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Immune system

The thorough monitoring of a patient with triple-negative breast cancer reveals the triggers for the progression of the disease

Cancer mama triple negatiu

The study uncovers various cellular mechanisms working in concert, allowing the tumor to evade the immune system

The IrsiCaixa AIDS Research Institute, jointly supported by the "la Caixa" Foundation and the Department of Health of the Generalitat de Catalunya, has spearheaded an in-depth study of a case of triple-negative breast cancer. The study demonstrates that cancer cells exhibit multiple genetic, protein, and cellular alterations, enabling them to evade the body's defenses and immunotherapies. Published in the journal Nature Communications, the results reveal that, despite a persistent immune response against cancer throughout the disease, the genetic complexity of cancer cells and their ability to evade immunity prevent overcoming the cancer. Oncologist and lead researcher Leticia de Mattos-Arruda, senior author of the article and currently Senior Director of Global Clinical Development at BioNTech, highlights the uniqueness of the patient's follow-up in terms of duration and the extensive analysis of samples and parameters over more than 5 years.

Triple-negative breast cancer is among the most aggressive and challenging to treat, as it does not respond to traditional breast cancer treatments. However, immunotherapy is often an option for these patients, given the higher mutation rate in this breast cancer type, making it more visible to the immune system. "We wanted to understand how the immune system fights against cancer at each stage of the disease and the mechanisms that later hinder the defenses from overcoming it," emphasizes De Mattos-Arruda.

Mutation capacity and immune system evasion, a deadly combination

The study involved 112 samples from 12 patients with metastatic triple-negative breast cancer, including primary tumors and metastases present during the course of the disease and at the time of autopsy. In the case of one of these patients, monitoring was possible from diagnosis through metastatic progression to death. "We studied sequential samples of blood, primary tumor, and metastasis using multiomic techniques. These techniques allow us to access all the information about genes, proteins, and even the cellular composition of the samples," explains Núria de la Iglesia, co-author and principal investigator of the Neoantigens and Vaccines against Cancer group at IrsiCaixa. "Obtaining such an immense amount of data and making sense of it has been the most challenging aspect," she details. Data filtering revealed that genetic and immune variability within each tumor and among different metastases is substantial, and some of these genetic changes provide cancer cells with the ability to escape the immune system. The mechanisms through which cells evade defenses are diverse, ranging from preventing the production of inflammatory molecules that attract immune cells to hiding tumor proteins recognized by defenses. However, more importantly, the study demonstrates that these mechanisms all act synergistically within the same tumor, leading to disease progression despite the immune system's continued efforts to combat it.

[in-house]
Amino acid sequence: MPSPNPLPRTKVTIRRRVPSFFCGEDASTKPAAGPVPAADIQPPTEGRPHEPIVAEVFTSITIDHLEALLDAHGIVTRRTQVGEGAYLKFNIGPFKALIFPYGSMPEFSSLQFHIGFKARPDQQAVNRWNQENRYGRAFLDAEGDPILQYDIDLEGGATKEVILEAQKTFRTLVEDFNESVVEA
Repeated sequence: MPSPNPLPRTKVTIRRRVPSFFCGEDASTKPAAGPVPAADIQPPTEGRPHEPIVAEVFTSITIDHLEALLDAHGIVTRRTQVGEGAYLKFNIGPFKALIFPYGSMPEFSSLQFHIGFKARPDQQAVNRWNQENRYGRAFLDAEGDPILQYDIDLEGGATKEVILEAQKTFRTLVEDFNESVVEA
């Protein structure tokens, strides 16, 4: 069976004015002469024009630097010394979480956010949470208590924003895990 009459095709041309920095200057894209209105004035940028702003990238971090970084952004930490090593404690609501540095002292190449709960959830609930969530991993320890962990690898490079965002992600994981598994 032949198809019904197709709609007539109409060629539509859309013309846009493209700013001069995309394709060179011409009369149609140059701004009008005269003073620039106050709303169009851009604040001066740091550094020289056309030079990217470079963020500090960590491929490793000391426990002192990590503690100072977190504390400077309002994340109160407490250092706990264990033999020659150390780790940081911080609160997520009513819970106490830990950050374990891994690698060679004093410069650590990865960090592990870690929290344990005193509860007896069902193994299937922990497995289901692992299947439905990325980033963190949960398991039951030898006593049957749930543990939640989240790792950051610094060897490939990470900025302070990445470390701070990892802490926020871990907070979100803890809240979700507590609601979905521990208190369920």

Combined therapies to combat diversity

The team has identified which tumor proteins are capable of stimulating the immune system – called neoantigens – at each stage of the disease process. In this way, they have drawn a "molecular clock" that allows them to understand tumor diversity throughout the course of the disease and identify potential targets for future treatments. "Upon delving into these tumor proteins, we have discovered a mutation in the p53 gene that is particularly intriguing as it is recognized by the immune system and, therefore, activates defenses against the tumor. This mutation could serve as the foundation for the development of future therapeutic vaccines targeted at patients with triple-negative breast cancer exhibiting this genetic alteration," comments De la Iglesia.

However, the study's results demonstrate that a single therapy is not sufficient. “Cancer is a dynamic process, and there are multiple mechanisms, both genetic and immune, that evolve and converge, even within the same patient. This shows us that the enemy we are facing is very intelligent, and furthermore, the molecular clock advances at different rates in advanced stages, making precision therapies more challenging to implement. That's why it is necessary to develop therapies that can block various immune evasion mechanisms simultaneously and attack cancer from different angles," concludes De Mattos-Arruda.

About the Study

The project has received support from “Ayuda Merck de Investigación 2020” in Immuno-oncology and has been conducted in collaboration with centers in Spain, the United Kingdom, and the United States, including the National Center for Genomic Analysis, Omniscope, the Institut Oncològic Rosell, the Memorial Sloan Kettering Cancer Center and the Cancer Research UK Cambridge Institute.

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